Isaac Newton's "Principia", French Translation
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The book that brought physics to France.
By using mathematics to describe nature, Isaac Newton essentially developed what we now consider the scientific branch of physics in his book Principia Mathematica. This book laid the foundations for explaining why things behave the way they do in nature. However, Newton famously wrote his books in Latin. To help spread the scientific revolution and this new understanding of the world around us, Henry Pemberton, a Royal Society colleague of Newton's, translated the book into French.
Some have proposed that this book may have provided the link from Newton's Principia, which is said to be the beginning of the Age of Enlightenment, to French philosopher Voltaire, thereby suggesting it may have had a minor influence on the French revolution. But that's not our area of expertise, so we'll leave that for the historians to determine.
Author: Henry Pemberton (translated from Newton's original)
Condition: Very good. Includes many fold-out diagrams in terrific condition.
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Incredibly rare book, and none like it have been found after many online searches.
Philosophiæ Naturalis Principia Mathematica (Latin for Mathematical Principles of Natural Philosophy), often referred to as simply the Principia (/prɪnˈsɪpiə, prɪnˈkɪpiə/), is a work in three books by Isaac Newton, in Latin, first published 5 July 1687. After annotating and correcting his personal copy of the first edition, Newton published two further editions, in 1713 and 1726.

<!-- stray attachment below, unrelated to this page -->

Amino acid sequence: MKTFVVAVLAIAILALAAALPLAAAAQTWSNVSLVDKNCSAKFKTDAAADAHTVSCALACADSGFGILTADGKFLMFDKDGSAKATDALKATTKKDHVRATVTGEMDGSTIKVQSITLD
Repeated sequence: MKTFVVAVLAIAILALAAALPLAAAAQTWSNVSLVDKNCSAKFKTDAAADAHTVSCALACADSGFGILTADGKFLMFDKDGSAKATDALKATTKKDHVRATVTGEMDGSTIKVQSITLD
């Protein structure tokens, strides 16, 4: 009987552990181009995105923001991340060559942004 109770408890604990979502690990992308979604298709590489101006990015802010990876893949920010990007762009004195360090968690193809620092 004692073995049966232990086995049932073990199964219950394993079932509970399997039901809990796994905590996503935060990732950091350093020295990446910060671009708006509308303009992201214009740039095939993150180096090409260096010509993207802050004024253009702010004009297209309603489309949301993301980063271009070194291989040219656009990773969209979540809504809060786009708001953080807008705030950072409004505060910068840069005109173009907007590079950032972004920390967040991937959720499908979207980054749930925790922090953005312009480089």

The Principia states Newton's laws of motion, forming the foundation of classical mechanics; Newton's law of universal gravitation; and a derivation of Kepler's laws of planetary motion (which Kepler first obtained empirically). The Principia is considered one of the most important works in the history of science.
The French mathematical physicist Alexis Clairaut assessed it in 1747: "The famous book of Mathematical Principles of Natural Philosophy marked the epoch of a great revolution in physics. The method followed by its illustrious author Sir Newton ... spread the light of mathematics on a science which up to then had remained in the darkness of conjectures and hypotheses." A more recent assessment has been that while acceptance of Newton's theories was not immediate, by the end of the century after publication in 1687, "no one could deny that" (out of the Principia) "a science had emerged that, at least in certain respects, so far exceeded anything that had ever gone before that it stood alone as the ultimate exemplar of science generally".
In formulating his physical theories, Newton developed and used mathematical methods now included in the field of calculus. But the language of calculus as we know it was largely absent from the Principia; Newton gave many of his proofs in a geometric form of infinitesimal calculus, based on limits of ratios of vanishing small geometric quantities.In a revised conclusion to the Principia (see General Scholium), Newton used his expression that became famous, Hypotheses non fingo ("I feign no hypotheses").